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Miscanthus Giganteus

Wayland, MA

Does anyone have experience growing miscanthus giganteus or any panicums in a boggy area? I need something tall (8 ft. +) to act as a screen. I think it is illegal to plant phragmites in MA even though they would be perfect..... Zone 5 - any suggestions would be greatly appreciated! Thanks!

Elgin, IL(Zone 5a)

Yes! This plant is the best. My property slants in a way so that the place where the plant is is often soggy. Which it loves!

A foggy day.

Thumbnail by DonnaMack
Elgin, IL(Zone 5a)

Closer.

Thumbnail by DonnaMack
Elgin, IL(Zone 5a)

As a matter if fact, as you can see mine would like more water, since it gets a bit dry at the bottom. With the plumes, it's 14 feet high. You'll love it!

Thumbnail by DonnaMack
Wayland, MA

Thank you, Donna. It looks just beautiful! I have a large area on my property that is wetlands and once the skunk cabbage dies off mid-summer, it looks just awful. How long did it take for your stand of miscanthus to grow to that size?

Dublin, CA(Zone 9a)

Wow--that's an impressive grass!

Elgin, IL(Zone 5a)

It actually grows very quickly - much more quickly than most miscanthus. I recall that it shot out of the ground much faster than any others I own (about ten different varieties) and I bought it quite small. It was actually a little scary at the time. My guess, about four years. It also spreads sideways.

And thanks Ecrane!

This message was edited Jul 17, 2011 7:39 PM

Bardstown, KY(Zone 6a)

This was mine exactly 3 years ago today. I dug it up from a friend (NOT fun or easy!) and planted it here in my future grass garden.

Doug

Thumbnail by postmandug
Bardstown, KY(Zone 6a)

Here's one from June 3rd, 2010. They are making huge clumps. I may have to try and split them early next spring.

Thumbnail by postmandug
Bardstown, KY(Zone 6a)

As DonnaMack said they will easily reach 14 feet tall with plumes. I always get a lot of comments on it. It would make a great screen. A plus is in the fall it turns a beautiful gold and red color. Quite striking. Good luck.

Doug

Elgin, IL(Zone 5a)

Oh, Doug, yours are glorious. I only have one. I love miscanthus - it makes a great screen. I have silberfeder, Blutenwunder, 2 strictus, 8 gracilimus, 5 morning light, 4 goliath (which is small compared to this baby!), 2 adagio, a huron surise and some old silberfeils. I thought it was fast, but three years! Wow!

This message was edited Jul 27, 2011 3:27 PM

Brooksville, FL(Zone 9a)

This is mine and they are just two years old in this picture.

I loved them it was hard leaving them when we had to move south.

Jan

Thumbnail by meadowyck
Brooksville, FL(Zone 9a)

please don't look at the water hole but this is them coming out of winter.

beautiful color, then just as new blades were coming up I would cut them back. Birds love it during the hash winters to find shelter and feed in them. we use to live in northern ohio.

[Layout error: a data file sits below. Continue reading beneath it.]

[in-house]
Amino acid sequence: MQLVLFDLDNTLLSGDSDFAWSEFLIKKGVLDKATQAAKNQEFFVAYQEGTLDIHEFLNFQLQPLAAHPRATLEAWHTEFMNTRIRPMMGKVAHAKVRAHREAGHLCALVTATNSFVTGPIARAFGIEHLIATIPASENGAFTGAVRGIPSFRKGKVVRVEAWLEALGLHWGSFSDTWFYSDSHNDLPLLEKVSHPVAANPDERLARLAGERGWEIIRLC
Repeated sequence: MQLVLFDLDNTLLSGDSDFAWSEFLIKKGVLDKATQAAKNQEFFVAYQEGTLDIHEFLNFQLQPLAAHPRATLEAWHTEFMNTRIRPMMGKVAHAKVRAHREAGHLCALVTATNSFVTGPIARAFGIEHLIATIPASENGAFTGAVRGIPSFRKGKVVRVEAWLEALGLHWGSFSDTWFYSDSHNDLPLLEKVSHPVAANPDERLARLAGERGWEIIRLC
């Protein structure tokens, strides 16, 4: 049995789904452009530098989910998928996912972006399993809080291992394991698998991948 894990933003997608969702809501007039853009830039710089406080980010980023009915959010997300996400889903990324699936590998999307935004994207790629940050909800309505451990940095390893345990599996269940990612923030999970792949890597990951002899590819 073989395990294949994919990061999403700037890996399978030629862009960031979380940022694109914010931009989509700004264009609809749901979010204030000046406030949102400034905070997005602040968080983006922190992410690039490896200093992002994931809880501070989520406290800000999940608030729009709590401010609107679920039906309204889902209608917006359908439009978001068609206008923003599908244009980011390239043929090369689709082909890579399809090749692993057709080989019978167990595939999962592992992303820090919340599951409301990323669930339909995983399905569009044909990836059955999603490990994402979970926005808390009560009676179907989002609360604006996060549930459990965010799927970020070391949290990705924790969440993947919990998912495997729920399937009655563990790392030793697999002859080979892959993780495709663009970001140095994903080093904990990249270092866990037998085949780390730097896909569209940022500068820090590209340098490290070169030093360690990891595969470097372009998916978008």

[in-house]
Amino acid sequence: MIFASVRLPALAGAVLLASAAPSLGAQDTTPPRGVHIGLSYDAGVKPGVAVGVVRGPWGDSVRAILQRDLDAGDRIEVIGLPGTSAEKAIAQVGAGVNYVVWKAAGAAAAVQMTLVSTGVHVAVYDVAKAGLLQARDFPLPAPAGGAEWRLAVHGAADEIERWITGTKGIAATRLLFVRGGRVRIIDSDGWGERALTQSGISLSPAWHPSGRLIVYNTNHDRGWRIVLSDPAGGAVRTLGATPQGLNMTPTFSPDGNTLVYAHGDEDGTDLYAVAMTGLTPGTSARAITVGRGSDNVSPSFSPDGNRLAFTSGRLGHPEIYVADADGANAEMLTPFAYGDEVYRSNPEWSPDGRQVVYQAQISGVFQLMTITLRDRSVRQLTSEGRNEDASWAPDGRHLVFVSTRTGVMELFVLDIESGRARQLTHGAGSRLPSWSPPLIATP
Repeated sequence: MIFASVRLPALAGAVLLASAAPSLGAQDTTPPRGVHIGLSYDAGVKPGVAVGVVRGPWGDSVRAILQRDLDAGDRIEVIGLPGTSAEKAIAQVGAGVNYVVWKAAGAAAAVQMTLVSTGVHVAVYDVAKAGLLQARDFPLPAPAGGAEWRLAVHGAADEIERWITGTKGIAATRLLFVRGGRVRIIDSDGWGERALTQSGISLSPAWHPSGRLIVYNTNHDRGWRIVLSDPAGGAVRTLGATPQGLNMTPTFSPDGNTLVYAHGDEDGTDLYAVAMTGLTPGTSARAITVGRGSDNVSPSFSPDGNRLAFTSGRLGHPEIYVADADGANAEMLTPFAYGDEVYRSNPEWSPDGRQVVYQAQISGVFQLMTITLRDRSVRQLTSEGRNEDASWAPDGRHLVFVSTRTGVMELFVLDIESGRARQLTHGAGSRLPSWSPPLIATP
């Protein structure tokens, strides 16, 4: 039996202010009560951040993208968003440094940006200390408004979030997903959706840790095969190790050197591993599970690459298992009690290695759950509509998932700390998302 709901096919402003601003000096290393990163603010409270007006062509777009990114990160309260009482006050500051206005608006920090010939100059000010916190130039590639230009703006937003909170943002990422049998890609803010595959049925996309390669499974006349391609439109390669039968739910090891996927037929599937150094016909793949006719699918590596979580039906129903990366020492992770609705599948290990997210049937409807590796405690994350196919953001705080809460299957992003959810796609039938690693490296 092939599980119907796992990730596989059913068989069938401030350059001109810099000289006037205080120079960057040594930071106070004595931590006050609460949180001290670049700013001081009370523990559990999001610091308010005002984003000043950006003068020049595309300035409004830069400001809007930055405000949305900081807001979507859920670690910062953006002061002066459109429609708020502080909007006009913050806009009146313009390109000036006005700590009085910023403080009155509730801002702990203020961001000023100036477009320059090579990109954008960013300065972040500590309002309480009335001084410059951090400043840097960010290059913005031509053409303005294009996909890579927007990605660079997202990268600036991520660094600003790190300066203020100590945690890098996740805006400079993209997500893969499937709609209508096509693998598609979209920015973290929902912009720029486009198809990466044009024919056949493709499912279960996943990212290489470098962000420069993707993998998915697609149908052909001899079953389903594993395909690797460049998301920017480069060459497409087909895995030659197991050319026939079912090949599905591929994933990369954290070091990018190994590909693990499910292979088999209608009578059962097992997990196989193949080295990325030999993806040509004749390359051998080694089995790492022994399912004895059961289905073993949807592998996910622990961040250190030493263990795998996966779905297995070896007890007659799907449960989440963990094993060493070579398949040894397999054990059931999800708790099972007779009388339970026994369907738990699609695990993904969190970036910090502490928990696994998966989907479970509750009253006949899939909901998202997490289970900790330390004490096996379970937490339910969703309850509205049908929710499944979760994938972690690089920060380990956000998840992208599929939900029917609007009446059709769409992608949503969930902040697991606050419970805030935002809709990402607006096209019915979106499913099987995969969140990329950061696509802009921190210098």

Jan

Thumbnail by meadowyck
Elgin, IL(Zone 5a)

I thought I remembered quick growth. The rates are definitely different across the different miscanthus. Strictus is beautiful but very slow to grow. Some of them flop. Not this baby!

Montreal, Canada

mine is 2 years old. We are experiencing a drought here so its strawed out at the bottom ans not too tall....I will give it a second chance for 2012....

Thumbnail by coach1360
Clinton Township, MI(Zone 6a)

What a timely subject!

I have a stand that is on its third year (moved once). I was quite surprised how it EXPLODED this year. I'll post a picture later. I would estimate that it is about 9-10 feet tall right now.

But I have a question about moving. I will be moving in September. Of course I want to take my whole stand with me and divide it up. It is going to be quite cumbersome to move.

Does anyone have any idea if it will harm it if I cut it back to about three or four feet before I move it? I realize I will lose the beautiful fall plumes. I just want to make sure I don't kill it.

Thanks in advance!
Jennifer

Elgin, IL(Zone 5a)

Jennifer,

I did something that was considered quite risky. I got fabulous sales in fall and planted then. But it worked. Grasses are weakest when they have bloomed, because they have used up a lot of energy. But there should be no problem when you move this grass.

Cutting the plumes is fine. Just have the pot or space you want to move it into ready, and water it in immediately and well. Do not fertilize it, and do not let it dry out, and it should be just fine.

This grass is one of the toughest miscanthus. This will work for you!

Donna

This message was edited Aug 22, 2011 2:05 PM

Clinton Township, MI(Zone 6a)

Thank you Donna.

I too bought mine on discount in the fall. I asked the nursery if it would be okay to divide it. They quickly tried to discourage me. But I never listen. I promptly went home and hacked my two giant buckets into three pieces each. Not an easy task! But it all turned out fine! Two years later when I moved I brought three of the stands with me and this year they are all grown together and the tallest they've ever been.

Jennifer

Elgin, IL(Zone 5a)

Ha! They are worried about their guarantee and possibly reputation so they do not understand that not all gardeners are created equal. They didn't realize that a person who asks if the grass can be divided in the fall is probably pretty sophisticated.

Good for you!

Donna

Bardstown, KY(Zone 6a)

Or more likely they just wanted to sell you more instead of you dividing it!

Doug

Elgin, IL(Zone 5a)

Doug, I think you nailed it!

Donna

Clinton Township, MI(Zone 6a)

That thought crossed my mind!

Jennifer

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